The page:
2023 Author: Bryan Walter | [email protected]. Last modified: 2023-05-21 22:24
The desire to make more risky decisions is explained by fluctuations in the activity of parts of the brain that are part of the dopaminergic system. This was found by British scientists who evaluated how the work of the parts of the brain responsible for the synthesis of dopamine at rest explains risky behavior. It turned out that the lower the activity of the sites examined, the more willingly people take risks, and regardless of how much they can potentially win or lose, scientists write in the Proceedings of the National Academy of Sciences.
Economic models devoted to making consumer decisions in the market do not always correspond to reality - in reality, human behavior is very difficult to predict (you can read more about this, for example, in our small series of blogs on cognitive biases). This is especially noticeable in situations where a decision must be made in conditions of great certainty and when there is some risk. The study of decision making in such situations is successfully studied by experts in the field of behavioral economics, who mainly consider the influence of external factors. However, there are internal factors as well: the way the human brain works has a lot to do with decision making.
This is largely related to the work of the brain's reward system, as well as related areas of the prefrontal cortex responsible for cognitive functions (in particular, for example, for cognitive control, which prevents overly risky decisions). The connection between these two systems is largely ensured by dopaminergic pathways, and the neurotransmitter dopamine itself is one of the key ones not only in ensuring the work of motor functions, but also in the reward system.
Until now, however, it is not completely clear how the individual characteristics of the work of the dopaminergic system outside the influence of external stimuli affect the decision-making process. Scientists from University College London, led by Benjamin Chew, decided to figure this out.
Scientists conducted an experiment using fMRI. In fact, this method does not provide an objective assessment of the work of dopamine in the brain, but it can be traced by the activity of two areas entering the midbrain - in the substantia nigra and in the ventral tegmental area. In these areas, dopamine is synthesized in the greatest amount, and both of them are involved in decision-making at risk.
In total, 43 people took part in the experiment. The researchers assessed the activity of the substantia nigra and the ventral tegmental area using fMRI at rest - that is, without any exposure to an external stimulus - and then divided it into high and low by group. After that, the participants had to go through an experiment in which they were given two options for choosing money. One was relatively safe: by choosing it, the participant received, for example, £ 2.8 to his total winnings. In the second option, with an unknown probability, the participant could either get a prize of six pounds, or get nothing.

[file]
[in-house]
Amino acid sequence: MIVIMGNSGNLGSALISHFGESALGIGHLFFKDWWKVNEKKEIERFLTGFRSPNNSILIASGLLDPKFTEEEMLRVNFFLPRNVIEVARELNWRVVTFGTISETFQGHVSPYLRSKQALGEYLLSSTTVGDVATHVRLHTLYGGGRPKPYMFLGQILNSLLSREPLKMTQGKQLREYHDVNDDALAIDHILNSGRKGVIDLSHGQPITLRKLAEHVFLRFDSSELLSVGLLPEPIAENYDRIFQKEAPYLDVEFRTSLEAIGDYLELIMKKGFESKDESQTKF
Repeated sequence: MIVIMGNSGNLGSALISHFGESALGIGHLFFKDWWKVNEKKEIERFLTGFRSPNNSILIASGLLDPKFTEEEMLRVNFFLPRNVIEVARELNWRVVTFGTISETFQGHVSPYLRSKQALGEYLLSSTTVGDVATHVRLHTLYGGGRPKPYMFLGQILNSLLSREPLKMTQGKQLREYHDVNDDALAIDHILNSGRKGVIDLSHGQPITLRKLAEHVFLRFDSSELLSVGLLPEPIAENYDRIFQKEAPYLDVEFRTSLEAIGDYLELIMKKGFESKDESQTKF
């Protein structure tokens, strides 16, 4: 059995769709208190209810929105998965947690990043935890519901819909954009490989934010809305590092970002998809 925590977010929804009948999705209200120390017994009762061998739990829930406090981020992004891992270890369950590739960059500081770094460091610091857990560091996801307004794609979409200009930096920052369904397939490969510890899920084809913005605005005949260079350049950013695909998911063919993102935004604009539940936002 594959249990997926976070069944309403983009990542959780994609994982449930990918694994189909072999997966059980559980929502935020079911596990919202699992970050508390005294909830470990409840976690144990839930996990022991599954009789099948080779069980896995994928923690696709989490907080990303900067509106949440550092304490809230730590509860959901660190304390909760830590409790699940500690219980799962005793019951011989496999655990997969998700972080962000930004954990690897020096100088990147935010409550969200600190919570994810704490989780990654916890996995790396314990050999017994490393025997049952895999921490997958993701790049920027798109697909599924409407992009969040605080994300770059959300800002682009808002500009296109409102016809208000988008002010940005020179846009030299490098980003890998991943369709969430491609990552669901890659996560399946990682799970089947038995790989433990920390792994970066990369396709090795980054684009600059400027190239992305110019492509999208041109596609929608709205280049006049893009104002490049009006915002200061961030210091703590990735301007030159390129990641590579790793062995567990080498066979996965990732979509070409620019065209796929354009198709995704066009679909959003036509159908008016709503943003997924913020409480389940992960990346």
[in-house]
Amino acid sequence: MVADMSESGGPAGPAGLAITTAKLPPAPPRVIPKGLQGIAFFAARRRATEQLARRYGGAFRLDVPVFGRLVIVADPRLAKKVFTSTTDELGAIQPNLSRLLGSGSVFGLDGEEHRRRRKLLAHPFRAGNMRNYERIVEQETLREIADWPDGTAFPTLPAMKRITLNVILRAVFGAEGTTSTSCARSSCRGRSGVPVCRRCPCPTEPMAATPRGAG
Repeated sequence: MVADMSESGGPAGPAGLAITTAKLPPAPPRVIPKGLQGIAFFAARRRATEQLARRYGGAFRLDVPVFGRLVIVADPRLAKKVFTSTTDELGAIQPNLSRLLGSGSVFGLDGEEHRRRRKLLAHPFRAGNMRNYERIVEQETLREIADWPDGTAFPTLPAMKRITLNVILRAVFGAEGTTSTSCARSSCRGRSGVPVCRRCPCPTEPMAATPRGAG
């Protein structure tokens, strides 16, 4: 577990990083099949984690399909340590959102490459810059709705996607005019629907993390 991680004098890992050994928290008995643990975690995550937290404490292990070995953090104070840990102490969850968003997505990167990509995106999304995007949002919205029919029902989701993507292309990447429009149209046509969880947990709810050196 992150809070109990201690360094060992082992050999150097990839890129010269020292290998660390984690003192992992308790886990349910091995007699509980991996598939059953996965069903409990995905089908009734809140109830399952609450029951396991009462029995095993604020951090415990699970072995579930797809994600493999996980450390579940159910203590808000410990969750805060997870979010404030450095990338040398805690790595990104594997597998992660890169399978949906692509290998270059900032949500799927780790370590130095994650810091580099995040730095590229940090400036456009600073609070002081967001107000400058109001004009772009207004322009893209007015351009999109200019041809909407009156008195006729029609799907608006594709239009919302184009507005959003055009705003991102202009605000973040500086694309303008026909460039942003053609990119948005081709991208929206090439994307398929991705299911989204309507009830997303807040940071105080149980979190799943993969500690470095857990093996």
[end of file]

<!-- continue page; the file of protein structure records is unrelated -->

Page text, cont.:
Scientists found that if the activity of the substantia nigra and the ventral region of the tire was lower, the participants chose the riskier option in 59.6 percent of the cases, and if it was higher, in 56.2 percent, it was small but significant (p <0, 001) a difference, the size of which is explained by an indirect measurement of the work of the dopaminergic system. At the same time, changes in the activity of the considered zones were not related to what kind of gain the participant could get: participants with reduced activity of the substantia nigra and the ventral region of the tire went for risky behavior, regardless of how much money was at stake. In addition, the activity of the dopaminergic system at rest was also associated with what it would be during the task with the adoption of risky decisions.
The authors concluded that the variability in decision-making in high-risk settings is largely due to fluctuations in the work of dopaminergic neurons before a decision has to be made, and is influenced by it. In fact, the greater preference for risky options with low activity of the substantia nigra and ventral tegmental area is explained by the involvement of these departments in the process of cognitive control, which, apparently, is significantly reduced.
We write quite often about making risky decisions and the factors that influence it (both internal and external). For example, you can read about how sourness and wearing a bicycle helmet makes people take risks (even off the road), and how anxious people's brains keep them from taking risks.